Kofta with Yogurt-Tahini Sauce

There are many types of kofta, and spellings, including (but not limited to), kofta, kafta, and kufta, cooked in various countries and regions around the world. An unverified report on Wikipedia stated that in Turkey alone, there are 291 different kinds of kefta, or kofta. I don’t know how many kinds or varieties are available in the United States, but I know that if something comes from Tartine in San Francisco, you can be sure it’s going to be very good.

Started by Elisabeth Prueitt and Chad Robertson, Tartine Bakery & Café become became famous around the world for Chad’s hearty, air pocket-filled, crusty bread, and Elizabeth’s baked goods. Back in the day, that part of San Francisco was mostly known for its proximity to the Mission, where we all went for burritos and Mexican food.

But the small stretch of 18th Street where Tartine rests on the corner, now has an ice cream shop, a food shop, a couple of restaurants, and probably a few new places since my last visit.

Like me, bakers can’t live on bread and pastries alone (although some of us sure try!), and Elisabeth decided to share the recipes she makes for her family and friends at home in Tartine All Day: Modern Recipes for the Home Cook.

It’s always hard to describe “American Cuisine” because being a melting pot culture, we don’t have many constraints. It’s not unusual to have an omelet, sushi, tacos, and a hot dog, on the same day (and sometimes, in the same restaurant), all of which originated elsewhere.

And thank goodness, because it would be boring eating oatmeal and grilled steak every day. Although come to think of it, oatmeal may be from Scotland, and whoever can determine who grilled the first steak has a lot more time on their hands than I do.

Tartine All Day celebrates the variety of foods that Elisabeth makes at her home in San Francisco, including coffee cake, whole-grain “risotto,” cheese and corn soufflé, lamb with mint salsa verde, pistachio madeleines, jams bars, cornmeal-ricotta upside-down cake, and the Tartine chocolate-almond cake. And thanks to her book, now we can too. Because Elisabeth has a gluten intolerance, the recipes were created with that in mind, although the rest of us wouldn’t feel like we’re missing anything if we made them.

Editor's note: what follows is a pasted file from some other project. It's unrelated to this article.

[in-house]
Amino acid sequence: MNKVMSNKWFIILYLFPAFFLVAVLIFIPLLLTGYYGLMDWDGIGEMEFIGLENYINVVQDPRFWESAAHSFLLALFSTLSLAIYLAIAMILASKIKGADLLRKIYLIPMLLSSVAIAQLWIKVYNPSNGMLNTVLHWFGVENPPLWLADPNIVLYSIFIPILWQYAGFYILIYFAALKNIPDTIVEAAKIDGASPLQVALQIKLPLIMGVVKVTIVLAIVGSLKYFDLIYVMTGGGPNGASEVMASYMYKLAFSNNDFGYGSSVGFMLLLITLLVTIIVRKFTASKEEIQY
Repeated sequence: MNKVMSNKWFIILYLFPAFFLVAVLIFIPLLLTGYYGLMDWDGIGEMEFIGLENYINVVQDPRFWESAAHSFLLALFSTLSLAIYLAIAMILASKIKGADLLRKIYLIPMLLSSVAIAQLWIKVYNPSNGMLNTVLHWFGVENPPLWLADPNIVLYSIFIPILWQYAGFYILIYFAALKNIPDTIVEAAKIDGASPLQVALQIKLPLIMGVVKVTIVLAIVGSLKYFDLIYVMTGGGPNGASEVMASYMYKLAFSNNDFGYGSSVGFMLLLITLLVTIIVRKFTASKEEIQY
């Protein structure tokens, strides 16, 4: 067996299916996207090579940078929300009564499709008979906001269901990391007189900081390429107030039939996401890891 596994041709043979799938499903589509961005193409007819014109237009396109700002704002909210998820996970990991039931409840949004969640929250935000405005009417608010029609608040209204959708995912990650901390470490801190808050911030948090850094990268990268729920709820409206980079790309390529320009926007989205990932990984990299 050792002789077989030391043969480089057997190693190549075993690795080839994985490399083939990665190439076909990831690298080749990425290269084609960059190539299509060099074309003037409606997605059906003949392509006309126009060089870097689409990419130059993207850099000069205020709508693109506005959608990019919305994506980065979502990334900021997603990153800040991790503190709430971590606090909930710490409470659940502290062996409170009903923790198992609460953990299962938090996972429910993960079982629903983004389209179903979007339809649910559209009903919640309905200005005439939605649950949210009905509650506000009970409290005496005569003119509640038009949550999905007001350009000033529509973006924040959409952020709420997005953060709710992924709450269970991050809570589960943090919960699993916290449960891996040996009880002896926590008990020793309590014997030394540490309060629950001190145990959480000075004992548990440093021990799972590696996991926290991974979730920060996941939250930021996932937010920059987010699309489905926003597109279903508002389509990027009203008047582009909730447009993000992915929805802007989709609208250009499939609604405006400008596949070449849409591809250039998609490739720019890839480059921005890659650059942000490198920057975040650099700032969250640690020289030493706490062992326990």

Case in point is her kofta recipe. Cracked wheat (bulgur) is often used along with the ground meat, but Elisabeth’s version has quinoa in them, so they’re accessible to others. Who can argue with making food that’s more available to more people?

What I like about recipes like this one is that it takes a simple concept – grilled ground meat – but gets spiced and seasoned, turning it into something more exotic and interesting than just a plain ol’ patty.

And like the best cookbooks aimed at home cooks, Elisabeth gives options for hard-to-find ingredients and skips fussy techniques. For example, if you can’t find the ras el hanout spice mixture, she gives a quick recipe to make your own, or notes that you can just increase the other spices by 1/4 teaspoon. Yes, you can turn that famous Tartine chocolate cake into cupcakes. And if you don’t have tapioca flour for her sticky date pudding with hot toffee sauce, but really, really want to make it, you can swap it out with cornstarch.

Adding my own variation, for these skewers, if you don’t have quinoa, you could go traditional and use bulgur. I didn’t have any quinoa (or bulgur) on hand and ground a few wheat berries that I had, and used those. Similarly, you have a few different options for preparing the kofta:

– Make meatballs with the mixture and pan-fry or grill them, especially interesting if you want to serve them as an appetizer for a party.

– Wrap the meat around the skewers in long cylinders (like a cigar), rather than in flat patties.

– Omit the skewers and form the meat into patties, and pan-fry or grill them. If shaped into rounds, the kofta mixture would make good burgers, served on a bun.